How GDPR impacts your event attendees globally and what to do (part 2)
Event organizers know that in the era of event personalization, collecting attendees’ data is key to providing them with an engaging, customized event experience. But managing your attendees’ data comes with responsibility for their privacy and security.
With the European Union’s General Data Protection Regulation (GDPR) compliance deadline coming up fast (May 25th 2018—if you haven't already marked your calendars), the event world is preparing for how to collect and utilize meaningful personal data from their attendees without compromising attendee security or risking breaching the GDPR.
New to GDPR compliance? Start with our first GDPR blog to learn the 6 key GDPR rules that event planners need to be aware of.
In order to address GDPR compliance, there are people, processes and systems to consider. The first step is to get a full picture of what personal information is being captured, which suppliers are getting access, as well as where and how this data is being stored. To do this, your organization needs to map which services and processes depend on which pieces of personal data in a GDPR Data Map. Without a clear and complete picture it’s impossible to sensibly implement GDPR within an organization.
To help with this initial step there’s already an emerging set of specialized software solutions that offer GDPR data compliant inventories such as OneTrust and Vigilant Software. For some smaller organizations, an Excel document or Google sheet may also suffice. Your GDPR Data Map should compile the following items:
Data items (e.g. names, email addresses, personal records, health information, etc.)
Formats (e.g. online data entry, hard copy forms, your organization’s database)
Transfer methods (e.g. digitally, by mail or phone, internal and external data transfers)
Locations (e.g. offices, Cloud, third parties you share data with)
Take extra care to audit your data for any “special category” data. Special category data is any particularly sensitive information including political affiliation, ethnic origin, religion, biometrics and others. There are substantial rules and restrictions around the collection and handling of special category data outlined on the European Commission’s website.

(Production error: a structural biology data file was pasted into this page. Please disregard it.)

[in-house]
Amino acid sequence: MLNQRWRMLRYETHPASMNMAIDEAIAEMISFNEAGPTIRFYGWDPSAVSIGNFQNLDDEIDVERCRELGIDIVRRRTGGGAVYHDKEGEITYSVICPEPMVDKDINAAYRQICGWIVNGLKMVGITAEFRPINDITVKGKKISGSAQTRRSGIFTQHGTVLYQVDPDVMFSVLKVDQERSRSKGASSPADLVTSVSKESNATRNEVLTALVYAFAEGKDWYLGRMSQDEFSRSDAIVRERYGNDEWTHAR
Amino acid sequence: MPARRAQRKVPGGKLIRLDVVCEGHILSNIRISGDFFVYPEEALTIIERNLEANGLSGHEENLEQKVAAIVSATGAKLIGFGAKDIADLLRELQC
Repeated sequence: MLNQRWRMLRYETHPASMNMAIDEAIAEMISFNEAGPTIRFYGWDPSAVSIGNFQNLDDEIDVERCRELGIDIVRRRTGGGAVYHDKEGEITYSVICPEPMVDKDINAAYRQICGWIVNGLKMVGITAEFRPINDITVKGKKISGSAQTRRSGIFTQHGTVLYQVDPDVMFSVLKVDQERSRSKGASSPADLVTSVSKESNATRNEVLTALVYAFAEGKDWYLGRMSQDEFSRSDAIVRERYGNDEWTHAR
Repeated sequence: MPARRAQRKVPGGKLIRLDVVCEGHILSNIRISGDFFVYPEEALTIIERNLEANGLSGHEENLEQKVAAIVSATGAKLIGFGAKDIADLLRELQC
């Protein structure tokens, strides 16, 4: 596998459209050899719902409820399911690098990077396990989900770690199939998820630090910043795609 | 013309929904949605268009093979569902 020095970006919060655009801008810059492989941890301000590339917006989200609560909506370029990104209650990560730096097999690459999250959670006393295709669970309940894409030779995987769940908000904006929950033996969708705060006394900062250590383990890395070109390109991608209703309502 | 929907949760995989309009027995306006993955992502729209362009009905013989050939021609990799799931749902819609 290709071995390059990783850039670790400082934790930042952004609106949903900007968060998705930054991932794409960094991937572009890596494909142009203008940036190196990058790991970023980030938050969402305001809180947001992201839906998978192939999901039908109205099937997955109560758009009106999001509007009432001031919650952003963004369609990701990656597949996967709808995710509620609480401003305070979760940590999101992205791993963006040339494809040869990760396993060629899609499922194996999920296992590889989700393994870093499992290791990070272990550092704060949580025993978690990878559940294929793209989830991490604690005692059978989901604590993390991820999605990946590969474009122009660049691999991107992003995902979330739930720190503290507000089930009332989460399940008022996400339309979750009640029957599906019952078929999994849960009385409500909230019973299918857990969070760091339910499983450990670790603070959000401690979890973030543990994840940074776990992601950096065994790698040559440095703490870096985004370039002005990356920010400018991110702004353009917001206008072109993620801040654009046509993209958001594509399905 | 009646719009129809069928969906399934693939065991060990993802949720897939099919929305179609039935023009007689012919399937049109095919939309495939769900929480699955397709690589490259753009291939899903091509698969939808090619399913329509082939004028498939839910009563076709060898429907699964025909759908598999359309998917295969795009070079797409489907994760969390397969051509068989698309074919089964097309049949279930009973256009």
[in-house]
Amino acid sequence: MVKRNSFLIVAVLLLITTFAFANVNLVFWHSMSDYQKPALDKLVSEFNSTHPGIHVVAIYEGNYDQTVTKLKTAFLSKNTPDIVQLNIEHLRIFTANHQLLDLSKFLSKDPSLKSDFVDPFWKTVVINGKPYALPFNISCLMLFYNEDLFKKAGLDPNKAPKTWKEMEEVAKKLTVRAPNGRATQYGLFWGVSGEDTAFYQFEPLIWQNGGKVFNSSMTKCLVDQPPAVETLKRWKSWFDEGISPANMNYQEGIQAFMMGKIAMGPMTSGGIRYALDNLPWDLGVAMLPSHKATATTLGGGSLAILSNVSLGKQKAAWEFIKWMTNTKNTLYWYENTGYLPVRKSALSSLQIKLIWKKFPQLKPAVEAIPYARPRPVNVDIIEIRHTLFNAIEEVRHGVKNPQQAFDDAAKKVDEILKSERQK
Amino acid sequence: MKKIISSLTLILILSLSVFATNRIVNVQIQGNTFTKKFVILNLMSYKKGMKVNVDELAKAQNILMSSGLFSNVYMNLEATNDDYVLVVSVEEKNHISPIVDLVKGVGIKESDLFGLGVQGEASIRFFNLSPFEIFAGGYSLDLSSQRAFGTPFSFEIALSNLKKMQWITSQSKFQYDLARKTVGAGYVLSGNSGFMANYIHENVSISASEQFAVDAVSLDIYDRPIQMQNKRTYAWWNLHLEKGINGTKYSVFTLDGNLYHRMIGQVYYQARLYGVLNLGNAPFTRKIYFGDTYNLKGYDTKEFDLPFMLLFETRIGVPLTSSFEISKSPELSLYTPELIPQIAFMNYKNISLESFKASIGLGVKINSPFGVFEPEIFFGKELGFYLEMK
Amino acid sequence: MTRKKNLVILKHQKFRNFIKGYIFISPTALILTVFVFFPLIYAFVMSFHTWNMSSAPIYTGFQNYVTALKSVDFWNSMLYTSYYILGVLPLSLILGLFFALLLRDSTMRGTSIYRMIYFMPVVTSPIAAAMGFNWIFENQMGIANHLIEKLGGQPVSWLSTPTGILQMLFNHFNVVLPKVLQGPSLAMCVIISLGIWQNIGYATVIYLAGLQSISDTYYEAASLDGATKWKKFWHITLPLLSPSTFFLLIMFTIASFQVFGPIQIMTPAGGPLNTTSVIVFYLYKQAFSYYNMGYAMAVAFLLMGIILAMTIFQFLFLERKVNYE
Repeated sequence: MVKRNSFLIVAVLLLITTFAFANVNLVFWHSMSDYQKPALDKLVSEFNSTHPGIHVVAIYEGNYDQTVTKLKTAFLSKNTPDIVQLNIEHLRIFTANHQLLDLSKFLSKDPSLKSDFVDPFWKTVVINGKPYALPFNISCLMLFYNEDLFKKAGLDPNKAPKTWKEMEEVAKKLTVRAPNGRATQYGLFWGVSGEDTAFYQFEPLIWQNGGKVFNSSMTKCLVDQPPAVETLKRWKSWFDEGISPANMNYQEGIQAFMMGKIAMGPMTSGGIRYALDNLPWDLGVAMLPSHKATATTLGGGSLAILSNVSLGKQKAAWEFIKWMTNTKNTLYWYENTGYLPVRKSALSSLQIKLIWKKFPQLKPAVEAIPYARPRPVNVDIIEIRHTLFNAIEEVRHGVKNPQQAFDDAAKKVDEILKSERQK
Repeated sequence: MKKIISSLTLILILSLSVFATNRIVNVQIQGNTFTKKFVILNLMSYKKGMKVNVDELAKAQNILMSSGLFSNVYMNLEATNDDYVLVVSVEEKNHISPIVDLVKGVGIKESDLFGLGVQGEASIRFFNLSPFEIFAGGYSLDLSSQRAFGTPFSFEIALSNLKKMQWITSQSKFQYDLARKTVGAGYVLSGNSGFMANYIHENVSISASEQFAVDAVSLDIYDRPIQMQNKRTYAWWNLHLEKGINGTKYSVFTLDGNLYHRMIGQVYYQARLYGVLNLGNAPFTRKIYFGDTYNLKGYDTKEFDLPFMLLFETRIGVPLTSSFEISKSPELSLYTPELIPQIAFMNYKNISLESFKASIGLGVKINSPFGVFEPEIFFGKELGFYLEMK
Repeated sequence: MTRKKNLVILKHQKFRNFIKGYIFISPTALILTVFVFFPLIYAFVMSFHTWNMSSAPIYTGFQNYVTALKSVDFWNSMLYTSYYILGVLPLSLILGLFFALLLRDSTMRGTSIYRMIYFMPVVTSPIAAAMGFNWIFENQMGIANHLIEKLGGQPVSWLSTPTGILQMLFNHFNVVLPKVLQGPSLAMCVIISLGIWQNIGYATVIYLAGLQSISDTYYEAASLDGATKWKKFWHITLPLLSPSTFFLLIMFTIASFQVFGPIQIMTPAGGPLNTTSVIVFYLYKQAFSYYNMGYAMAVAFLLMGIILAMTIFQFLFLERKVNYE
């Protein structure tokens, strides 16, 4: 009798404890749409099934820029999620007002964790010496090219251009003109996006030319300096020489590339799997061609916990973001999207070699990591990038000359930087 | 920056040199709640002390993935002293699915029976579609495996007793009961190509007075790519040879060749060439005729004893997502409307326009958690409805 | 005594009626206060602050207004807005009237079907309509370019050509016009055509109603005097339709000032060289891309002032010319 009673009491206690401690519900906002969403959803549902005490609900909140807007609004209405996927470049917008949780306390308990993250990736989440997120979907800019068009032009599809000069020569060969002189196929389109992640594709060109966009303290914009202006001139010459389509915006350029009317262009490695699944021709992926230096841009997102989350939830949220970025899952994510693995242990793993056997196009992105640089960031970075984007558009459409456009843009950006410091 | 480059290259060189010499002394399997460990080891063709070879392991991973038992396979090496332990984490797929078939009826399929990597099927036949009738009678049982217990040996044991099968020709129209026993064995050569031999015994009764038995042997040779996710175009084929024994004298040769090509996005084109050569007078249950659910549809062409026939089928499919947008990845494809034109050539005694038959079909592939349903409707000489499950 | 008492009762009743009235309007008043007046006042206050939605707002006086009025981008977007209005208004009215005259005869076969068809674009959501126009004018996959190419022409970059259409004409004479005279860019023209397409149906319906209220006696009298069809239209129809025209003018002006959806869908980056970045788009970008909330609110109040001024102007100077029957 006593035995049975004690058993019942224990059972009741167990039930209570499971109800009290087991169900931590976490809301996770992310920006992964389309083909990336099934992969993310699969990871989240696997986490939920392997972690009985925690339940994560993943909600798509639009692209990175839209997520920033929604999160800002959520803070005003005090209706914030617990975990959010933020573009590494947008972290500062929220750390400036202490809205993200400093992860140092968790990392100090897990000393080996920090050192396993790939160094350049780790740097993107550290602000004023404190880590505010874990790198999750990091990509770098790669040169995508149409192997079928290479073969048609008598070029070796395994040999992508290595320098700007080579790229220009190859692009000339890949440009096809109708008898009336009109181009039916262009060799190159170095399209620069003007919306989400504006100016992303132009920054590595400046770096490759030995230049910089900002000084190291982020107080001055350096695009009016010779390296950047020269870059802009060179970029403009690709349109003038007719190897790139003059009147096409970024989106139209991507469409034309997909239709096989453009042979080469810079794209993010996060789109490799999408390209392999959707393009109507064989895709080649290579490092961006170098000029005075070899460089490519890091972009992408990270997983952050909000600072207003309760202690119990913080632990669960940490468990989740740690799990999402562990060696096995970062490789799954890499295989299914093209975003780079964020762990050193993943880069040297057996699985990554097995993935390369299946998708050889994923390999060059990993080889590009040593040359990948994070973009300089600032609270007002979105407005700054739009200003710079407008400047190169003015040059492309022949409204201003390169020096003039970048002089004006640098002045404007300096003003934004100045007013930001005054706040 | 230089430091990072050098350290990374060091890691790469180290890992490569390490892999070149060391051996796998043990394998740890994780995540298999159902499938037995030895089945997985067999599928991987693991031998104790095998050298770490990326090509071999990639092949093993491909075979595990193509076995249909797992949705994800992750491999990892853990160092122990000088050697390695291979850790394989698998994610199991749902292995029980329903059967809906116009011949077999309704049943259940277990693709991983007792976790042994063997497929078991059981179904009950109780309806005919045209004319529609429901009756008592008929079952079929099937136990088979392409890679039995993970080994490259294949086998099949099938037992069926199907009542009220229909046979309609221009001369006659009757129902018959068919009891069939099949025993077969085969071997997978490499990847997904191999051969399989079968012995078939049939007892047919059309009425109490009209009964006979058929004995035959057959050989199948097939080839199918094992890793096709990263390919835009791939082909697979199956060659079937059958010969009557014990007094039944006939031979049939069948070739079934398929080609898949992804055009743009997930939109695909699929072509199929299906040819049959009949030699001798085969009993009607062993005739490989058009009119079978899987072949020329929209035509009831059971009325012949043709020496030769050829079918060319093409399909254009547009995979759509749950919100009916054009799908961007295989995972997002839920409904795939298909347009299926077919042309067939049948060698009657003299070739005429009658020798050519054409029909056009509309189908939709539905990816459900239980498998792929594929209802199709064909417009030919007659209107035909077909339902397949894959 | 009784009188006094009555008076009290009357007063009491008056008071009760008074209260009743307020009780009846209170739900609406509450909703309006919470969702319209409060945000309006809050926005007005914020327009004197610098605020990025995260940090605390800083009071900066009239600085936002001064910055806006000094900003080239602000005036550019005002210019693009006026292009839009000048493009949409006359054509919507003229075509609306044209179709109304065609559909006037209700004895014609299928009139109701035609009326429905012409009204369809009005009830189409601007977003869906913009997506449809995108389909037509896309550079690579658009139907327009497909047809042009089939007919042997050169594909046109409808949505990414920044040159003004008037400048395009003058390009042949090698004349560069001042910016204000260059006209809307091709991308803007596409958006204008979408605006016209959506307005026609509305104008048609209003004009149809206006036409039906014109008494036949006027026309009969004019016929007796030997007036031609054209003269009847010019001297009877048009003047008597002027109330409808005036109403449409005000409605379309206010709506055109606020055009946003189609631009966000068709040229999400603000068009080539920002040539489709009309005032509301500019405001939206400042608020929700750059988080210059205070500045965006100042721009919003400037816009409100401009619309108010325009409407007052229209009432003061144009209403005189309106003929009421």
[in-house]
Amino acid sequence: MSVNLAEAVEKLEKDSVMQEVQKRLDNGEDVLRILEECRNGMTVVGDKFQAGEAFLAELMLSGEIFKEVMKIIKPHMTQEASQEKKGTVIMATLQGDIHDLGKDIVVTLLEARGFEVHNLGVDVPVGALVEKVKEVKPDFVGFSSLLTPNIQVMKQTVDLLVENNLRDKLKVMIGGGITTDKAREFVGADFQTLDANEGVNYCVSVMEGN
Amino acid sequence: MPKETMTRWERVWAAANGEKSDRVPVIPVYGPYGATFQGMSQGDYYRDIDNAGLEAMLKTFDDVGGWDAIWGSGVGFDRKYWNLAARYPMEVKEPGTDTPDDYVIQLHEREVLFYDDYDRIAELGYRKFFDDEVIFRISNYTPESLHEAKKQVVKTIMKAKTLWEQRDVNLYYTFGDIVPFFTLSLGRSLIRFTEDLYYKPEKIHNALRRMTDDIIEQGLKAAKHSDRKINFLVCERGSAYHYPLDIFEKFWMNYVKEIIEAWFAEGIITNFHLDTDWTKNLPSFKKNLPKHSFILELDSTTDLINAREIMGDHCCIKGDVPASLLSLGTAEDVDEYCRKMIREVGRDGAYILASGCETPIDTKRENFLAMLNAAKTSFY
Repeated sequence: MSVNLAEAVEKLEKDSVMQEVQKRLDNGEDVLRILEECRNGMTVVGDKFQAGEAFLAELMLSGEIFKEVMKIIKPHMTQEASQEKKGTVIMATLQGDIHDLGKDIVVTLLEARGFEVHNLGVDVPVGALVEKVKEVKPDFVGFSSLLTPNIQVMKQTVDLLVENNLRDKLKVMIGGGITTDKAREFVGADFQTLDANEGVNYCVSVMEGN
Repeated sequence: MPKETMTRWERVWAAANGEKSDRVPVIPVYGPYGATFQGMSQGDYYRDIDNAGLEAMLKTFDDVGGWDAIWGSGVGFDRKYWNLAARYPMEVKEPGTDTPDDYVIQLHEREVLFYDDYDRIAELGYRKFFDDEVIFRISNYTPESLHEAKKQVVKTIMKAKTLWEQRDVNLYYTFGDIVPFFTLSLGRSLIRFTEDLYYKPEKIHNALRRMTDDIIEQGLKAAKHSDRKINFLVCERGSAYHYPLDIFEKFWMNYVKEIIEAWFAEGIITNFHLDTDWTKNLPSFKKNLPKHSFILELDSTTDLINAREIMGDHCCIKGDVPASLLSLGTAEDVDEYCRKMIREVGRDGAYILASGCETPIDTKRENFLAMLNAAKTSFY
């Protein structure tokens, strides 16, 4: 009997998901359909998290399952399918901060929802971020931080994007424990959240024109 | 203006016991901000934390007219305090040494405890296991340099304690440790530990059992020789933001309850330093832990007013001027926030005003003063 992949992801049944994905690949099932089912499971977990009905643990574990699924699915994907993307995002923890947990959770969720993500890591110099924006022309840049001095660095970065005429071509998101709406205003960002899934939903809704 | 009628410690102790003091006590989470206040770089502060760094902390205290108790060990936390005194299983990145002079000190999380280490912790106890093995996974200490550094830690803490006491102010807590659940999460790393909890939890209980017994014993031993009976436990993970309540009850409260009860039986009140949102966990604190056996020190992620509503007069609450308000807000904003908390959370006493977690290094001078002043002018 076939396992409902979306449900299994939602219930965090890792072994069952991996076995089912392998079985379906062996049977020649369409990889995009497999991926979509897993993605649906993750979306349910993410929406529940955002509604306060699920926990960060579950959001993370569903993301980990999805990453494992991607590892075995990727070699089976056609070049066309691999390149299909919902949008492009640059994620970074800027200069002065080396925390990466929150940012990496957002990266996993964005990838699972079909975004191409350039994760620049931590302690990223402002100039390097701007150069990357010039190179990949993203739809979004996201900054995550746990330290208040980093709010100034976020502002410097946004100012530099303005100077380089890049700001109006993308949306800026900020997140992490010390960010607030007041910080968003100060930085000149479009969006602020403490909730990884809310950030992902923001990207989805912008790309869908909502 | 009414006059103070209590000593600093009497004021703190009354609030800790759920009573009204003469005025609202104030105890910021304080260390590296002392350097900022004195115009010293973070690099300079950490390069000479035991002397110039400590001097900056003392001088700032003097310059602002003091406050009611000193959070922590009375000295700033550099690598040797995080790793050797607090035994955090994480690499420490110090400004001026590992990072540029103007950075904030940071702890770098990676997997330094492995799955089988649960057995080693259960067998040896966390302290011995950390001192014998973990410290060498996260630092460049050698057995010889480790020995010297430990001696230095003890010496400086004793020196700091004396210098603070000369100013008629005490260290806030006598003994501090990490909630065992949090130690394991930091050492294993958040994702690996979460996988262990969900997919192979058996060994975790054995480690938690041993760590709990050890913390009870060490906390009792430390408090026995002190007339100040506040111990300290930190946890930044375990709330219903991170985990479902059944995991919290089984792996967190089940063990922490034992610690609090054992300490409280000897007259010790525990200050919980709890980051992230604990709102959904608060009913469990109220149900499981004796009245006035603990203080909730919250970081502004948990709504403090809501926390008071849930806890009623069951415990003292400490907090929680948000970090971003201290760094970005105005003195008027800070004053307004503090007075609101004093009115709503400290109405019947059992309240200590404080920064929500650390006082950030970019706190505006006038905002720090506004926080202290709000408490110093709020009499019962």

Once you’ve completed your GDPR data map showing who is using what pieces of personal data, the second step is to implement the functional and technical requirements of the GDPR framework.
Data Protection Officer (DPO)
Organizations that regularly process large amounts of customer data as part of their core business require a DPO to be responsible for both the technology and the processes implemented regarding personal data. In this function, the person has to be reporting to the board or the CEO. Before starting up recruitment efforts understand the scope of the DPO's responsibilities as relates to your specific business. In many cases there are external DPO services which can help you with compliance.
Data controllers or your organization’s DPO must report any breach to data protection authorities within 72 hours of becoming aware of the breach. Many organizations already have a process like this in place for security breaches.
The data subject (visitors, attendees, exhibitors, etc. whose data the organizer manages and controls) must freely give their consent. GDPR sets high standards for how your users give consent—for example, you’ll need to use checkboxes that are initially blank and users actively tick instead of having pre-ticked boxes, or provide clear yes/no options. If they refuse to give consent to their data, this can’t result in negative consequences, such as the inability to attend your event.
Data subject rights
Understand the rights of your data subjects, and be sure they understand them as well. When collecting personal data from your event attendees or clients, ensure that you have provided them with accurate information about their rights and security. They have the right to access their data; have inaccuracies corrected; have their data erased; prevent direct marketing; and ensure their data is being transported safely.
Subject access requests
This refers to your user or attendee’s ability to “pack up their data” and go, should they wish to do so. This means your organization needs to be able to provide users with a copy of all of their personal data within a month (or less). You may also be asked to delete all of this data after you have provided it to them.
Privacy by design
Companies should incorporate organizational and technical mechanisms to protect personal data as part of their systems and processes. Privacy and protection must be ensured by default.
Preparing for GDPR is no small task for large organizations, but it’s also not an option. Although the new regulations will cost companies up front as they update their processes and contracts, the new laws are there to protect individual security. As event marketers enter an increasingly digital era, the privacy and security of their attendees is becoming a higher priority and GDPR helps to ensure that all organizations are upholding this.